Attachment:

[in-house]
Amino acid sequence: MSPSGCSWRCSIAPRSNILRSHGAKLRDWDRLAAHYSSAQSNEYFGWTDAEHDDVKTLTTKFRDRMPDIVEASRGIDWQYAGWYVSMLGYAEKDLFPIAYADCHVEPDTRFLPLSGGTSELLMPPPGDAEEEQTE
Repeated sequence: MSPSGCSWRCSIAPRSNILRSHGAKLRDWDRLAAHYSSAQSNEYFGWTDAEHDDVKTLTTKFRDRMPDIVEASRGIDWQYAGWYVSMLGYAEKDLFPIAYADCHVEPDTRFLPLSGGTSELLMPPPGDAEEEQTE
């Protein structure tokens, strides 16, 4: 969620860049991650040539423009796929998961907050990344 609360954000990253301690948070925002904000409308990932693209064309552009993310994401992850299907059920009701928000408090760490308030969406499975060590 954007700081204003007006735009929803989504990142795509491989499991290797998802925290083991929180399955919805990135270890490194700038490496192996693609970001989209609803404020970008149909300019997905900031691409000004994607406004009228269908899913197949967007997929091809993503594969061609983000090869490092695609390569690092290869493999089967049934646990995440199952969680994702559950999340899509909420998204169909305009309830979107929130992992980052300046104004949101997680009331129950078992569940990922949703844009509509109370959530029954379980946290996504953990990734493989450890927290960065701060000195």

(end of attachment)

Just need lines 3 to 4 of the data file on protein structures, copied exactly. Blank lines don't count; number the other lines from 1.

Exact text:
Repeated sequence: MSPSGCSWRCSIAPRSNILRSHGAKLRDWDRLAAHYSSAQSNEYFGWTDAEHDDVKTLTTKFRDRMPDIVEASRGIDWQYAGWYVSMLGYAEKDLFPIAYADCHVEPDTRFLPLSGGTSELLMPPPGDAEEEQTE
């Protein structure tokens, strides 16, 4: 969620860049991650040539423009796929998961907050990344 609360954000990253301690948070925002904000409308990932693209064309552009993310994401992850299907059920009701928000408090760490308030969406499975060590 954007700081204003007006735009929803989504990142795509491989499991290797998802925290083991929180399955919805990135270890490194700038490496192996693609970001989209609803404020970008149909300019997905900031691409000004994607406004009228269908899913197949967007997929091809993503594969061609983000090869490092695609390569690092290869493999089967049934646990995440199952969680994702559950999340899509909420998204169909305009309830979107929130992992980052300046104004949101997680009331129950078992569940990922949703844009509509109370959530029954379980946290996504953990990734493989450890927290960065701060000195």